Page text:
A good estate plan only starts with well-drafted documents. Whether a person uses a Last Will and Testament or a combination of a Will and a "living trust," paying attention to the details of how property is titled and what beneficiary designations are made for "non-probate" assets is essential. It's coordinating a person's economic reality to the documents.
I frequently see situations where more than half a family's wealth consists of an IRA, 401(k) account and life insurance. In those cases part of my responsibility as an estate planner is to alert the client to the need for intelligent choices of the beneficiaries for those assets and to help the client to implement those choices.
Consider the hypothetical case of Mr. & Mrs. Hitech. They both work for telecommunications companies. They have three children: two from their marriage and one from Mrs. Hitech's previous marriage, with the oldest (hers) attending college at the University of Georgia. Each has life insurance policies totaling $600,000 and retirement accounts of about $500,000. With their other assets each would leave an estate worth over $2 million. However over half of that wealth is in retirement accounts or death benefits from life insurance.
After the tax reform bills passed in 2010 and 2017, the Federal Estate Tax has become a non-issue for over 99% of the population. The Hitech family should be safe from the IRS because (as of 2020) over $11 million can be passed to the children without any estate tax. That "exempt amount" may revert back in 2026 to a lower amount established in 2011. However, adjusted for inflation that is likely to be no less than $6 million. Thus, tax planning has become less important. For most people the selection of the primary and secondary beneficiaries on the retirement accounts and life insurance is equal in importance to what is done in the wills and/or trusts. Those designations could be pivotal in the transmittal of wealth to the surviving spouse and children in a fashion satisfactory to the client.
A person can title his or her property in several ways, all of which have implications for how ownership of it will pass in the event of death. It is common for a husband and wife to have their home and other real property titled jointly with right of survivorship. This approach emphasizes flexibility over predictability. It postpones the issue of the ultimate passage of title to a non-spouse beneficiary (such as the children of that marriage, or of multiple marriages) to the "second death," the death of the surviving spouse, whoever that might be.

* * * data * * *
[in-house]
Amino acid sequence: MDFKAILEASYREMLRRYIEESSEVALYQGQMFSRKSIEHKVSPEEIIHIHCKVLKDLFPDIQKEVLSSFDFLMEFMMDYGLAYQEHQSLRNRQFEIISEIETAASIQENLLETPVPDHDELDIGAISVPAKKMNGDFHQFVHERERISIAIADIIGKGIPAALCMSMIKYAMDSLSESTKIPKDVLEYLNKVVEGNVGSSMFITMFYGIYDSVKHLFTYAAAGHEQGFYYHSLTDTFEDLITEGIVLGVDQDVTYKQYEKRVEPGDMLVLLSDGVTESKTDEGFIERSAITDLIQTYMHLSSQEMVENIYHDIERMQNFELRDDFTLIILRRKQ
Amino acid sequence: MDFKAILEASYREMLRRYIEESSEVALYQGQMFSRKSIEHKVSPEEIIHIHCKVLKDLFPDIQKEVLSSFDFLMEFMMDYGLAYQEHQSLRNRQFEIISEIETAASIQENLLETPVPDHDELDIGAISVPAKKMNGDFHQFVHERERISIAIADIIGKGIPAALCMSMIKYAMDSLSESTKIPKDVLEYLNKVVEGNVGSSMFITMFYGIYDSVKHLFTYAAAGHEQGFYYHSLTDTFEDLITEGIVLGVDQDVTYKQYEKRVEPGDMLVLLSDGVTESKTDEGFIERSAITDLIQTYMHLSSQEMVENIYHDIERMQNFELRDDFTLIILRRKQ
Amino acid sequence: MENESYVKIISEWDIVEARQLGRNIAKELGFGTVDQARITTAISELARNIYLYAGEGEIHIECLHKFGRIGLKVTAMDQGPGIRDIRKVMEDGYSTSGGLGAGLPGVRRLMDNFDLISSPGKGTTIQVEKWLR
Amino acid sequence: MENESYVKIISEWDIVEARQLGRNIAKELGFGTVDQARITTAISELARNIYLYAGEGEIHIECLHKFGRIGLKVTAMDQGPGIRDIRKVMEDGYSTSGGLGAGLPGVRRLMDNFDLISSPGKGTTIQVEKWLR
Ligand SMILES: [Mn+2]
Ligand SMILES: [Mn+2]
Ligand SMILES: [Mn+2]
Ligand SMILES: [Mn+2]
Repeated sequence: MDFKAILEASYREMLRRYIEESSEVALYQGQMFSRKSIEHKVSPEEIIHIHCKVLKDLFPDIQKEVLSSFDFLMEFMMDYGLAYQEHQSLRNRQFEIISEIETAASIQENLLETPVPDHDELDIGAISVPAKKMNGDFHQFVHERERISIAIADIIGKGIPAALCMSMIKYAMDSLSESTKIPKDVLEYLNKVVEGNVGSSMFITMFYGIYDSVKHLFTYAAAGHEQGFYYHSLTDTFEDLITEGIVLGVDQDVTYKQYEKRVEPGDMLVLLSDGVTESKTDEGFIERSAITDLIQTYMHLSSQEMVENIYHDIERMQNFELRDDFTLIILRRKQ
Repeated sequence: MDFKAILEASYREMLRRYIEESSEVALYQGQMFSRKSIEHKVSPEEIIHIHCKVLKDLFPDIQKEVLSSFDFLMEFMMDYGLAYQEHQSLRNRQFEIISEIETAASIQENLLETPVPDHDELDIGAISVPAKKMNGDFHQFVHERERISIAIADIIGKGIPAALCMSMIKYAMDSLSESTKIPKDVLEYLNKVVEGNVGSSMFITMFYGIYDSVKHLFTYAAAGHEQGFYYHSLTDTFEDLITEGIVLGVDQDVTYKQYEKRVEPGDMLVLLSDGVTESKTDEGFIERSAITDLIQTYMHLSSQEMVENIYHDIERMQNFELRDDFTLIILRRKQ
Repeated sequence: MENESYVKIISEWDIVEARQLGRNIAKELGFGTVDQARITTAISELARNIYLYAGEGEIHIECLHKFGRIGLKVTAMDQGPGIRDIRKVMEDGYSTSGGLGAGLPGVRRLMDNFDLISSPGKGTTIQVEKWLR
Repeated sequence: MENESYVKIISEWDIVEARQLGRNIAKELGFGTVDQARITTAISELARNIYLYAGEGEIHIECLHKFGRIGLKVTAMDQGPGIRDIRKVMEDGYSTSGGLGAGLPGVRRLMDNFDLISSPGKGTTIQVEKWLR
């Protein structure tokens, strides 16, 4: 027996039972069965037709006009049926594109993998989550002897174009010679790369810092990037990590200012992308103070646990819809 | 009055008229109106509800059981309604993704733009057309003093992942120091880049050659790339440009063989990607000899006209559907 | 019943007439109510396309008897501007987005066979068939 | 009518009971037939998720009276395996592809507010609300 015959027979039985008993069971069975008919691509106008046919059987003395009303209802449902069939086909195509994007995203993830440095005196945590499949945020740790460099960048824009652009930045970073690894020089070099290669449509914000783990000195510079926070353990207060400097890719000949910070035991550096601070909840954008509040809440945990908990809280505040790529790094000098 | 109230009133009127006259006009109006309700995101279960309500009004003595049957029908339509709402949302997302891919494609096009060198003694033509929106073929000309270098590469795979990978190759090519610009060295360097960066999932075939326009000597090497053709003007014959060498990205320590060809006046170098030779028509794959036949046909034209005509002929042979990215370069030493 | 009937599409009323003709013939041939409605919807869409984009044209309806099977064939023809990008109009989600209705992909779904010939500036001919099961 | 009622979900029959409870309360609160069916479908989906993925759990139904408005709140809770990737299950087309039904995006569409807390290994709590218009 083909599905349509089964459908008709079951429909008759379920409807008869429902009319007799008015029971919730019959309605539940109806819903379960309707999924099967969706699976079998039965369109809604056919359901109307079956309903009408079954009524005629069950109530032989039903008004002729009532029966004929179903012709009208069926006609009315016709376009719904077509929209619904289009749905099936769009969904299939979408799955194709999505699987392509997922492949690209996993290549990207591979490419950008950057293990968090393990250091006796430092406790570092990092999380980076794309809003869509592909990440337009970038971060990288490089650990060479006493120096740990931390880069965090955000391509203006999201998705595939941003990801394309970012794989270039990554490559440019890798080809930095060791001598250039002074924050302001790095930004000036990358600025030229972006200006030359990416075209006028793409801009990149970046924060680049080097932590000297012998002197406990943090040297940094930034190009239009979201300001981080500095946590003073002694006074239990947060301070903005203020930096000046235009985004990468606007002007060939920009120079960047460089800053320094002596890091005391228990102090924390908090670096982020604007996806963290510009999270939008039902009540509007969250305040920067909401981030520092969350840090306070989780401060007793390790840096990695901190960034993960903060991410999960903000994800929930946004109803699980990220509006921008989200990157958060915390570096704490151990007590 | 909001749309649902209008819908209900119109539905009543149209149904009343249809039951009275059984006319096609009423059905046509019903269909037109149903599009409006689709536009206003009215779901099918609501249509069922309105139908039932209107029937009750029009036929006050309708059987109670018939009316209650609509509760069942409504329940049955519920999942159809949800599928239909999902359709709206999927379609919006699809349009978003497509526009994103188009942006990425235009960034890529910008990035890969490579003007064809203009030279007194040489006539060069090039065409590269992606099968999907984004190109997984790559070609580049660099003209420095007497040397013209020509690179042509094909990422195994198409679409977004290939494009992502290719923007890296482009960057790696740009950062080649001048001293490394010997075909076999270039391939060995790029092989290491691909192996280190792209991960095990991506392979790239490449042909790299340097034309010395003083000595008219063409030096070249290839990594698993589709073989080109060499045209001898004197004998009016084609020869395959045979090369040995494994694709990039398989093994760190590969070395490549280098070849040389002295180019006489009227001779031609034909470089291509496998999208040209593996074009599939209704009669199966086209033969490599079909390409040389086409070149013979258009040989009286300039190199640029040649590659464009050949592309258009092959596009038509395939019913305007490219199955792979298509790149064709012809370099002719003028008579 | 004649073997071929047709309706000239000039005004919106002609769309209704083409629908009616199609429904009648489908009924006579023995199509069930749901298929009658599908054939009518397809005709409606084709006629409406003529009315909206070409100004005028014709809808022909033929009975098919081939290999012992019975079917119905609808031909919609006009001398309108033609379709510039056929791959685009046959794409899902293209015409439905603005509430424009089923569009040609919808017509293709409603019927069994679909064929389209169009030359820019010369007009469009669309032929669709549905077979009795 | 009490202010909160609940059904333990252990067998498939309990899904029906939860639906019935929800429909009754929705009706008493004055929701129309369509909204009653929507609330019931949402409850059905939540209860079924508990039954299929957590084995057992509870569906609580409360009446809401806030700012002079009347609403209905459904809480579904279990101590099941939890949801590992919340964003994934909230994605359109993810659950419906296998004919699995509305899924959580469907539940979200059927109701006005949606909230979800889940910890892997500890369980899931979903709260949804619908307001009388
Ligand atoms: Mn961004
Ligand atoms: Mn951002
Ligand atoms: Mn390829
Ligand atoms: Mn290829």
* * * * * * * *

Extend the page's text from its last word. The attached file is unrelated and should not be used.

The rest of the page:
If the spouse is the sole beneficiary in our fictional Hitech family, there is a real possibility that the entire $4.0 million of family wealth will be controlled by the wishes of whoever happens to be surviving spouse. If there is a trust in the will of the first spouse to die it may get few, if any, assets because practically all of the decedent's assets never "passed under" the will (and thereafter to the trust). Why would that happen? The answer would be those beneficiary designations and the residential property owned “joint with right of survivorship.” Even in a case where there is no blended family, there is no guarantee that the surviving spouse will not re-marry and leave the entire family wealth from the first marriage to that second spouse.
There are a couple of challenges facing Mr. & Mrs. Hitech: (1) Do they want to treat the children from the different marriages equally in the division of assets? (2) How do they make sure that all of those non- probate assets go into a trust for the children in the event that there is no surviving spouse?
For a married couple who have children from two different marriages, there are two common approaches: one is to treat all of the children as one class of beneficiaries who will receive equal shares from the combined wealth of the husband and wife after both of them have died; a second approach is to identify particular property as going to a child or children (often in a trust) with the balance going outright to the spouse.
The first approach requires that the surviving spouse hold to the plan after the "first death," even if there is a second marriage. The alternative would be to use a trust to hold the property of the first spouse to die for the benefit of the surviving spouse with a final distribution to the children after the "second death." But there is a pitfall even with a conservative approach. Assume a trust that will ultimately benefit the children is built into the plan. The beneficiary designations for the life insurance and retirement accounts must be updated to designate the trust, or if the client wishes, the spouse individually, or a mix of the two.
Even a "conventional" family can run into trouble. If it is a younger family, then minor children could be mistakenly named as direct "secondary" beneficiaries of life insurance or retirement accounts. Instead (most of the time) the secondary beneficiary for the life insurance and the retirement accounts should be a trust for the minor children.
An older couple often faces the dilemma that the surviving spouse could be disabled. Usually the spouse should not be named as the direct beneficiary of a size-able retirement account. Instead a specially designed trust should be receiving the account with that surviving spouse as the sole beneficiary of the trust during that person's remaining life.
It should be obvious by now that drafting a good set of documents is only part of the solution. A person must formulate a plan to coordinate the economic reality with the legal documents. Otherwise those documents could be like someone who is "all dressed up with no place to go."